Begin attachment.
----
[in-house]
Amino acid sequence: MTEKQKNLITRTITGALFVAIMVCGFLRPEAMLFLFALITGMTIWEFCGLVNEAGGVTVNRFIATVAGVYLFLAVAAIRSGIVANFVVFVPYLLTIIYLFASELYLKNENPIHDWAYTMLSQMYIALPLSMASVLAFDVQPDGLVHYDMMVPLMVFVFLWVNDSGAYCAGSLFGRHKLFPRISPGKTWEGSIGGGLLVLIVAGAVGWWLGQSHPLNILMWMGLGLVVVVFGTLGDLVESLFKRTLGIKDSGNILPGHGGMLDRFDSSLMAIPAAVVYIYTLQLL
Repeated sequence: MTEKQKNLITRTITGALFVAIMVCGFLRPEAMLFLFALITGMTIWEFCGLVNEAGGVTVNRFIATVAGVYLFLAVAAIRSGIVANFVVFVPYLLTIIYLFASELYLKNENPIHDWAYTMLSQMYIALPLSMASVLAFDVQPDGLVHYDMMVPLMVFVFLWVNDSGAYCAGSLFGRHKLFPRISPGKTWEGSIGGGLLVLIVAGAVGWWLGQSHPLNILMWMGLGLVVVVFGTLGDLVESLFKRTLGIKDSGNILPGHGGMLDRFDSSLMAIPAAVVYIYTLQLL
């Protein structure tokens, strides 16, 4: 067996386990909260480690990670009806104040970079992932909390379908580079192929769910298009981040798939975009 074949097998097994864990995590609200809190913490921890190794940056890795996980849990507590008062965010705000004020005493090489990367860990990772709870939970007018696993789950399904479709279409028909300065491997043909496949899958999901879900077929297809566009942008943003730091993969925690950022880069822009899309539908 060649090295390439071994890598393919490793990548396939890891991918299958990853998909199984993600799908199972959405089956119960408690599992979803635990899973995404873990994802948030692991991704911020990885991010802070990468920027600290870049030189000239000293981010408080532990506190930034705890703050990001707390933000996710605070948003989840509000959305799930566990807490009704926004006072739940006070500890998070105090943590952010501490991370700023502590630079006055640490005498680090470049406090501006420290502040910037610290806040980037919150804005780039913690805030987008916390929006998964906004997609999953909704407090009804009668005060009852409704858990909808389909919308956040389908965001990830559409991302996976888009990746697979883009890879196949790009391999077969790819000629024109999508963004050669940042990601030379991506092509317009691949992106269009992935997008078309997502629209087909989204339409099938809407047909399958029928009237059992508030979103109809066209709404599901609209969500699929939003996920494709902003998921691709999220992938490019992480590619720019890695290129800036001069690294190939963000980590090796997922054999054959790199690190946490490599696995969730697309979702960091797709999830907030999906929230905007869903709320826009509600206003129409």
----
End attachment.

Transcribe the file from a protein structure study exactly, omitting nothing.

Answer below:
[in-house]
Amino acid sequence: MTEKQKNLITRTITGALFVAIMVCGFLRPEAMLFLFALITGMTIWEFCGLVNEAGGVTVNRFIATVAGVYLFLAVAAIRSGIVANFVVFVPYLLTIIYLFASELYLKNENPIHDWAYTMLSQMYIALPLSMASVLAFDVQPDGLVHYDMMVPLMVFVFLWVNDSGAYCAGSLFGRHKLFPRISPGKTWEGSIGGGLLVLIVAGAVGWWLGQSHPLNILMWMGLGLVVVVFGTLGDLVESLFKRTLGIKDSGNILPGHGGMLDRFDSSLMAIPAAVVYIYTLQLL
Repeated sequence: MTEKQKNLITRTITGALFVAIMVCGFLRPEAMLFLFALITGMTIWEFCGLVNEAGGVTVNRFIATVAGVYLFLAVAAIRSGIVANFVVFVPYLLTIIYLFASELYLKNENPIHDWAYTMLSQMYIALPLSMASVLAFDVQPDGLVHYDMMVPLMVFVFLWVNDSGAYCAGSLFGRHKLFPRISPGKTWEGSIGGGLLVLIVAGAVGWWLGQSHPLNILMWMGLGLVVVVFGTLGDLVESLFKRTLGIKDSGNILPGHGGMLDRFDSSLMAIPAAVVYIYTLQLL
């Protein structure tokens, strides 16, 4: 067996386990909260480690990670009806104040970079992932909390379908580079192929769910298009981040798939975009 074949097998097994864990995590609200809190913490921890190794940056890795996980849990507590008062965010705000004020005493090489990367860990990772709870939970007018696993789950399904479709279409028909300065491997043909496949899958999901879900077929297809566009942008943003730091993969925690950022880069822009899309539908 060649090295390439071994890598393919490793990548396939890891991918299958990853998909199984993600799908199972959405089956119960408690599992979803635990899973995404873990994802948030692991991704911020990885991010802070990468920027600290870049030189000239000293981010408080532990506190930034705890703050990001707390933000996710605070948003989840509000959305799930566990807490009704926004006072739940006070500890998070105090943590952010501490991370700023502590630079006055640490005498680090470049406090501006420290502040910037610290806040980037919150804005780039913690805030987008916390929006998964906004997609999953909704407090009804009668005060009852409704858990909808389909919308956040389908965001990830559409991302996976888009990746697979883009890879196949790009391999077969790819000629024109999508963004050669940042990601030379991506092509317009691949992106269009992935997008078309997502629209087909989204339409099938809407047909399958029928009237059992508030979103109809066209709404599901609209969500699929939003996920494709902003998921691709999220992938490019992480590619720019890695290129800036001069690294190939963000980590090796997922054999054959790199690190946490490599696995969730697309979702960091797709999830907030999906929230905007869903709320826009509600206003129409």